People caught with Class A drugs in Scotland could be given a police warning instead of facing prosecution.
Officers can already issue a formal warning for possession of lower category drugs.
Lord Advocate Dorothy Bain told MSPs this would now include Class A drugs in a bid to address the underlying causes of Scotland's drugs death crisis.
The Conservatives said the move amounts to "de facto decriminalisation" of deadly substances.
Ms Bain insisted this was not the case, adding that there is "no one size fits all" response to drug addiction and that every case should be judged individually.
She stressed that the scheme would not extend to drug dealing and that officers would still have the ability to report certain cases to prosecutors.
Scotland logged a record 1,339 drug-related deaths in 2020 - by far the highest rate in Europe - with the Scottish government pledging to make it a "national mission" to cut fatalities.
Ms Bain told MSPs that the mounting death toll represented a "public health emergency", and that steps could be taken via the prosecution system to help.
At present, police officers are able to issue a Recorded Police Warning to people who commit low-level offences, rather than refer them to the prosecution service.
Which offences are covered by this scheme is kept confidential, but Ms Bain told MSPs that it had applied to Class B and Class C drugs.
The Lord Advocate said she had decided that it should be expanded to include possession offences for Class A drugs, meaning "officers may choose to issue a warning for simple possession offences for all classes of drugs".
Prosecutors can also refer people accused of drugs offences for "diversion", where they are dealt with by social work teams or other agencies rather than the criminal justice system.
Ms Bain said: "There is no one size fits all response to an individual found in possession of a controlled substance, or an individual dependent on drugs.
"The most appropriate response, the smartest response in any drugs case must be tailored to the facts and circumstances of both the alleged offence and the offender.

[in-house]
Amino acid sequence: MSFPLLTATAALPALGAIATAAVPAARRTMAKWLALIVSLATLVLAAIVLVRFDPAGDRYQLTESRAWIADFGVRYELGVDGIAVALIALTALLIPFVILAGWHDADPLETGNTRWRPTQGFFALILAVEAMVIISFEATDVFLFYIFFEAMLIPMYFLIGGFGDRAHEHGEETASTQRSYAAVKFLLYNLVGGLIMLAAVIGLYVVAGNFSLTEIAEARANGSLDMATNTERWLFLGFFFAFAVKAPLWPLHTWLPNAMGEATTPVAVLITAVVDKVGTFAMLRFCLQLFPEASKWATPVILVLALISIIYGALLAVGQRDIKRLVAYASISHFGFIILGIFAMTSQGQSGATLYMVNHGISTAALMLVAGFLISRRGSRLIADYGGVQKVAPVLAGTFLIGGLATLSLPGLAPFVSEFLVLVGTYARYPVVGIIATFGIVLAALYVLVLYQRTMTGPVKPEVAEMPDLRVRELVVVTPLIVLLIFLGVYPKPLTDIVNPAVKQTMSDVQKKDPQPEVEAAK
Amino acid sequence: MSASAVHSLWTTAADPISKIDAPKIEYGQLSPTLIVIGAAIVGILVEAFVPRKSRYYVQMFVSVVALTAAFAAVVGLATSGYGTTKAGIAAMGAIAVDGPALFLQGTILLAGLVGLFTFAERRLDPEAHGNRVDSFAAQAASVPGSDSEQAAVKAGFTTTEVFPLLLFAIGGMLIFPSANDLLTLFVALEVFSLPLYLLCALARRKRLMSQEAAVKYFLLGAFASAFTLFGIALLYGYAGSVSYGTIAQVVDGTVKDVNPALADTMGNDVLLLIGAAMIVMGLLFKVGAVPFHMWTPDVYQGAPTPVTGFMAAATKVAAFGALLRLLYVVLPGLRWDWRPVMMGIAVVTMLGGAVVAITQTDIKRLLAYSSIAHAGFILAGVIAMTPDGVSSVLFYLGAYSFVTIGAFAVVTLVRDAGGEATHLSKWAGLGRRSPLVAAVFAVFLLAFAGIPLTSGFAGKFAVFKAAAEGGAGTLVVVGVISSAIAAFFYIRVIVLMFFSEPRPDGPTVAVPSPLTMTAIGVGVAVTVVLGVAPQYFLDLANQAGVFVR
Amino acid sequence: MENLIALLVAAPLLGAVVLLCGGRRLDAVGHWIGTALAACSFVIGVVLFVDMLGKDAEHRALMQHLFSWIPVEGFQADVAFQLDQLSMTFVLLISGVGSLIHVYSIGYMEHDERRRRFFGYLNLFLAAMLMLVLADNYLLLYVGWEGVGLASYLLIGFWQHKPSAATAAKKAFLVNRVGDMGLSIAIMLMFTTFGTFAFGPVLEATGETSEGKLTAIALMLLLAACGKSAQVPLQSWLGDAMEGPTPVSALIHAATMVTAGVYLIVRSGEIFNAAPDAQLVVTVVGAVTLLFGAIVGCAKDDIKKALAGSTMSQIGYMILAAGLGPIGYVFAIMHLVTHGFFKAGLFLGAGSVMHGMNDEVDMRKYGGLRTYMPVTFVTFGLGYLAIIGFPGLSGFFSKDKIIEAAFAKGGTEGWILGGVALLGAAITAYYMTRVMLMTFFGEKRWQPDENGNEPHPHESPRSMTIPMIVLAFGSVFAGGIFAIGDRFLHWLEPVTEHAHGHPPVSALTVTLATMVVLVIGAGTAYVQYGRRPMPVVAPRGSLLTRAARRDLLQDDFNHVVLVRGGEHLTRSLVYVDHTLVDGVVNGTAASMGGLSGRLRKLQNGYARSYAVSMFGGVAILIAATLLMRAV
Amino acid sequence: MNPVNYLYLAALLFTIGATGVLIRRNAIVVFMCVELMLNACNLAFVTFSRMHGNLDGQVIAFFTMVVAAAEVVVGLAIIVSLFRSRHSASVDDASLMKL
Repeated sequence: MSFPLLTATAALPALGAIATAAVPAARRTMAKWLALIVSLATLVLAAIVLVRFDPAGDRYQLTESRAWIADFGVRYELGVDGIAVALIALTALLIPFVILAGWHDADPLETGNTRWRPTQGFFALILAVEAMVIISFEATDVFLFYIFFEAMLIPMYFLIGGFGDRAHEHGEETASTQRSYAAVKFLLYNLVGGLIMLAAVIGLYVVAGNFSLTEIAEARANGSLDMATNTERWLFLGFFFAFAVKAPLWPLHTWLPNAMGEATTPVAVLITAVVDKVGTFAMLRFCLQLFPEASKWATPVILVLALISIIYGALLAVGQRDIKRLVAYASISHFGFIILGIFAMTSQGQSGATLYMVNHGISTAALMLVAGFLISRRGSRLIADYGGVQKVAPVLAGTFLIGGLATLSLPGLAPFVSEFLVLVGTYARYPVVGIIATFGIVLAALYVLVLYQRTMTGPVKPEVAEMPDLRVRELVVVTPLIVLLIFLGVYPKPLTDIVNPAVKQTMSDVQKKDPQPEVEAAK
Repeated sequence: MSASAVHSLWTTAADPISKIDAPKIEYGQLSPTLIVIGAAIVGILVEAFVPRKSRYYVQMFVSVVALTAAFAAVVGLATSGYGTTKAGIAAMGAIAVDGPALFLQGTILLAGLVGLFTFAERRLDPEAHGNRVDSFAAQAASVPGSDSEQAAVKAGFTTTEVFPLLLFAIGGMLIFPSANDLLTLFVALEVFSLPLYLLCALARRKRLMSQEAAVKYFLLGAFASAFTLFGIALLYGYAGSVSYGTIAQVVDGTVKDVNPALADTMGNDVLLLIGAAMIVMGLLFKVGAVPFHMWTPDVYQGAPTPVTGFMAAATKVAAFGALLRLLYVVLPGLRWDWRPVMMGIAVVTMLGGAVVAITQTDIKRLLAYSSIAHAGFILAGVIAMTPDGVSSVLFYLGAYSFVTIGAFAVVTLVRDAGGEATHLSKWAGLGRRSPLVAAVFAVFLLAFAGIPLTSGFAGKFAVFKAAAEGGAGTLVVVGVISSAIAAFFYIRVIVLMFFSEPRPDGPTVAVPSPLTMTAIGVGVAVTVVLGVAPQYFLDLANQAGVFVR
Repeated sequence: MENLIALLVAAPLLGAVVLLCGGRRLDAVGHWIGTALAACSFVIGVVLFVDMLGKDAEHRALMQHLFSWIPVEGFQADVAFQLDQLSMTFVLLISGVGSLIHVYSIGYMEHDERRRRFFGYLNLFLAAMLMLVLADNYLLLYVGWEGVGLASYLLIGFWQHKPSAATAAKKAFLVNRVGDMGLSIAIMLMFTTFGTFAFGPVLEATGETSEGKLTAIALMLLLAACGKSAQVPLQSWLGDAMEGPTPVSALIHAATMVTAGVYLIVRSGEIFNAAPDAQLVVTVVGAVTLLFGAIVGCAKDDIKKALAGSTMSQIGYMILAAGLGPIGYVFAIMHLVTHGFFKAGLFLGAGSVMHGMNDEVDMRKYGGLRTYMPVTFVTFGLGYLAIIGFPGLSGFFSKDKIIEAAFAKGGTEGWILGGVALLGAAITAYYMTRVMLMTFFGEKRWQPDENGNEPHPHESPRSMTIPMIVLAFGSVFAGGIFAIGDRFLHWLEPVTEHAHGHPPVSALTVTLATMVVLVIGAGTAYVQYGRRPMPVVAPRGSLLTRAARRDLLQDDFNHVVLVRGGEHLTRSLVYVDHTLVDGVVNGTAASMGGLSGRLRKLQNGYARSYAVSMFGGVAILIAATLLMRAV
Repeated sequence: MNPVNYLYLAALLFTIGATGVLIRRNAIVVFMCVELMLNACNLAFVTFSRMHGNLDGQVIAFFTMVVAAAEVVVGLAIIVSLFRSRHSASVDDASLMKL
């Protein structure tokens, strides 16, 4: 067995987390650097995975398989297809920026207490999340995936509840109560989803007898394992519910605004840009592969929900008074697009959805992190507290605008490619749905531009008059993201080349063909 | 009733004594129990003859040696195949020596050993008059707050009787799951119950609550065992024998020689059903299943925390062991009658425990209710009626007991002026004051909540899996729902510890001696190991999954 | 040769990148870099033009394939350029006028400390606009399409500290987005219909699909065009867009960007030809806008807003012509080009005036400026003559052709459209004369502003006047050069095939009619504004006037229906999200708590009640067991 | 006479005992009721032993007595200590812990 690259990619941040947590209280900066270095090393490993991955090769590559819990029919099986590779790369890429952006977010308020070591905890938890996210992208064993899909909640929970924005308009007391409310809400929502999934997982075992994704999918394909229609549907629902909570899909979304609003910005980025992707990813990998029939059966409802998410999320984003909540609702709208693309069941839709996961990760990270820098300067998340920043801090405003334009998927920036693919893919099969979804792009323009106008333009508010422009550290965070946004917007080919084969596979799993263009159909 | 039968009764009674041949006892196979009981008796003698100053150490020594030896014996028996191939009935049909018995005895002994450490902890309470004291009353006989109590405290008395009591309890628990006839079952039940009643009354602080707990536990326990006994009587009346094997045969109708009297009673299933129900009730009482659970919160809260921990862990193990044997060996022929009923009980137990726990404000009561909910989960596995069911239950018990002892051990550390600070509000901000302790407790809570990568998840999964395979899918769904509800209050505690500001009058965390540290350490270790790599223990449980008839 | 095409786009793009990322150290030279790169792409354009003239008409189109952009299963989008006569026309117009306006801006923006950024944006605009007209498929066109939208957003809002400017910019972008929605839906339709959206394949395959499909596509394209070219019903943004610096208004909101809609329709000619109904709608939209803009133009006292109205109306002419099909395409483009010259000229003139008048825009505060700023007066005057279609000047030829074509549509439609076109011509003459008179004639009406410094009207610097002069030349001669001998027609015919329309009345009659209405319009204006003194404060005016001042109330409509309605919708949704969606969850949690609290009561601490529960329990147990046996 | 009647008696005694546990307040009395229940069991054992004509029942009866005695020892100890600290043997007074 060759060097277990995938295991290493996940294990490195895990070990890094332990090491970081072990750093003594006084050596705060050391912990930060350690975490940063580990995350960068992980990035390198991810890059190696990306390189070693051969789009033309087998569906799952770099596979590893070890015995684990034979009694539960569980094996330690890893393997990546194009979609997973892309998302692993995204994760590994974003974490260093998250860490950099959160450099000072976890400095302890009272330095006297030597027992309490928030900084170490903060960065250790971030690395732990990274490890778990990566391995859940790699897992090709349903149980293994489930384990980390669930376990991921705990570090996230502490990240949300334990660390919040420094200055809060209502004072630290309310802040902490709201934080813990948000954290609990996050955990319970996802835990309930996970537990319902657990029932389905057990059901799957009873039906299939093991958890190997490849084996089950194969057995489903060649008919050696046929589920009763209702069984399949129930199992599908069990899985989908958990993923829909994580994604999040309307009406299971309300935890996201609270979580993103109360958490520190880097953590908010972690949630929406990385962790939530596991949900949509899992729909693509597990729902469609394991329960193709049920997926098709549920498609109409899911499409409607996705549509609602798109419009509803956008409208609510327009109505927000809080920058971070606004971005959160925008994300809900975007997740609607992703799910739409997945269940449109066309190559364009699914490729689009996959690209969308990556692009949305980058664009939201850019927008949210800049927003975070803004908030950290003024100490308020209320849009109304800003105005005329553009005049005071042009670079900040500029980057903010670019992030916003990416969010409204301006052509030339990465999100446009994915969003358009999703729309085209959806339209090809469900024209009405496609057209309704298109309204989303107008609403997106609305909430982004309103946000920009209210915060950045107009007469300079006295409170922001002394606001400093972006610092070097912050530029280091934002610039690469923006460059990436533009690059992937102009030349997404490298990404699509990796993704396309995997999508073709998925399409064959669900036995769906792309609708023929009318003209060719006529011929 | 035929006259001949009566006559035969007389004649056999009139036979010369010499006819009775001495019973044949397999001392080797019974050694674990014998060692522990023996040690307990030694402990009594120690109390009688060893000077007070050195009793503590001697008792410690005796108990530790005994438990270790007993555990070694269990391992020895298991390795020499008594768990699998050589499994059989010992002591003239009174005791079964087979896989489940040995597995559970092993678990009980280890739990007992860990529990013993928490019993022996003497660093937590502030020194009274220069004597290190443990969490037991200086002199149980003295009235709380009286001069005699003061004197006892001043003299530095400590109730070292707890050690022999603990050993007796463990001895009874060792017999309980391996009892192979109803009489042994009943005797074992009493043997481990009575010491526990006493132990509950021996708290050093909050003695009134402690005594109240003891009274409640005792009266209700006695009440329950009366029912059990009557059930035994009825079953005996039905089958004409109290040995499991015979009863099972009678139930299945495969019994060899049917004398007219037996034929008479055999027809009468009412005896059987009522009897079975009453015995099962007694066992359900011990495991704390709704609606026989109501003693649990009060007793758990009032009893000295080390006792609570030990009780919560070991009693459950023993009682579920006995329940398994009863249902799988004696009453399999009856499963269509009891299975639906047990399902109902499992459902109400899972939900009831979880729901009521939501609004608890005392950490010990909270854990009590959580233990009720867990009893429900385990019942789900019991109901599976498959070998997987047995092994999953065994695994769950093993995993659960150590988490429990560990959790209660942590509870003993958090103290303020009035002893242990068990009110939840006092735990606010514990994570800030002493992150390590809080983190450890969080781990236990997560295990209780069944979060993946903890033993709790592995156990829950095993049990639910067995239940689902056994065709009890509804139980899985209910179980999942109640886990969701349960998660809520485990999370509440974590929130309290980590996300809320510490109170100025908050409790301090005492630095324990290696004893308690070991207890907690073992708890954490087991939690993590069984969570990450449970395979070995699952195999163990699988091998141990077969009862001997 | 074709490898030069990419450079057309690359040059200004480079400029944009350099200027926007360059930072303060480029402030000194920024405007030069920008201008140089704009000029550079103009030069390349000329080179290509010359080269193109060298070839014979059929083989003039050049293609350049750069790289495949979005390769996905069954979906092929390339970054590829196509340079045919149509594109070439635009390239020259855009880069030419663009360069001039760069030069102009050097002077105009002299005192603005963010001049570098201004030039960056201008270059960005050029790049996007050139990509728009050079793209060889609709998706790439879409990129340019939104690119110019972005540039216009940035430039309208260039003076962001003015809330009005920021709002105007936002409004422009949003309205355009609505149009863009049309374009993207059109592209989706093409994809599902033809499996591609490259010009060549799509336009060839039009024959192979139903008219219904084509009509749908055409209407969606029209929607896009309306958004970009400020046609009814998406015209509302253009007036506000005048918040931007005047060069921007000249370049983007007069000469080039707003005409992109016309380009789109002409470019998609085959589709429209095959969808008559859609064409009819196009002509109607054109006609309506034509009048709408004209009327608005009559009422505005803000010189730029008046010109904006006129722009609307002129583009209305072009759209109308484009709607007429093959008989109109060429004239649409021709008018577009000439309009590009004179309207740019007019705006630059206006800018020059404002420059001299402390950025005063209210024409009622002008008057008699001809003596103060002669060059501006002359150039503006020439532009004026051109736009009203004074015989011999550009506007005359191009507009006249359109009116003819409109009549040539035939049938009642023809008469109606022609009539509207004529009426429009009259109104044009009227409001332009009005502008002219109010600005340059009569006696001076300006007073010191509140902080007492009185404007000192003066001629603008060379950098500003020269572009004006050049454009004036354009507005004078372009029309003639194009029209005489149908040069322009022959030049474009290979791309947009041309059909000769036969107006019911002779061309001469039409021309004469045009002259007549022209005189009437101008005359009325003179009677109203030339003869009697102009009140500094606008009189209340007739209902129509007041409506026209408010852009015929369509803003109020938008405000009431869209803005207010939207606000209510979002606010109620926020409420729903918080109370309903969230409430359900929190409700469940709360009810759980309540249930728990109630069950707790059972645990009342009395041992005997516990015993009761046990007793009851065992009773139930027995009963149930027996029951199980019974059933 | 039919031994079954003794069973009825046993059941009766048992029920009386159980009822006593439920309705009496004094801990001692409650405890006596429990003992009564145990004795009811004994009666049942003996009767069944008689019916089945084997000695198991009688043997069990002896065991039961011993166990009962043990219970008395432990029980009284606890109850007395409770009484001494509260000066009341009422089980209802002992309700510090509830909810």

"Scotland's police and prosecutors are using the powers available to them to both uphold the law and help tackle the drug death emergency."
Police Scotland said it took a health-led approach to addressing drug deaths, saying the change "gives officers another tool to support those at risk of becoming vulnerable in our communities".
Assistant Chief Constable Gary Ritchie - the force's head of drug strategy - said formal warnings would still appear on criminal records, and that persistent and serious offenders would still be reported to prosecutors.
And he said the force was "steadfastly committed to tackling those who bring misery to our communities by dealing drugs and taking advantage of those who are at their most vulnerable".
Addiction charity Faces and Voices of Recovery UK said the move was welcome, but would not be a "silver bullet" for the country's drug deaths crisis.
Chief executive Annemarie Ward said: "Diversion from prosecution will prevent many people who really need help and support from being forced through our criminal justice system.
"It should allow people who are caught in addiction to get into treatment, instead of being sent to jail."
However the Scottish Conservatives hit out at the plan, calling for the policy to be debated and voted on at Holyrood.
MSP Jamie Greene said: "Scotland's drug death crisis is our national shame. But surely the way to tackle is by improving access to treatment and rehab not to dilute how seriously we treat the possession of deadly drugs like heroin, crystal meth and crack cocaine, the scourges of our streets and of our society.
"The answer to our drug death crisis is treatment, not de facto decriminalisation by the back door."
However other parties backed the move, with Labour's Claire Baker saying the statement was "very welcome".
She added: "Scotland's drugs death crisis is a scandal of national proportions and it is only right that a public health approach is taken to tackle it."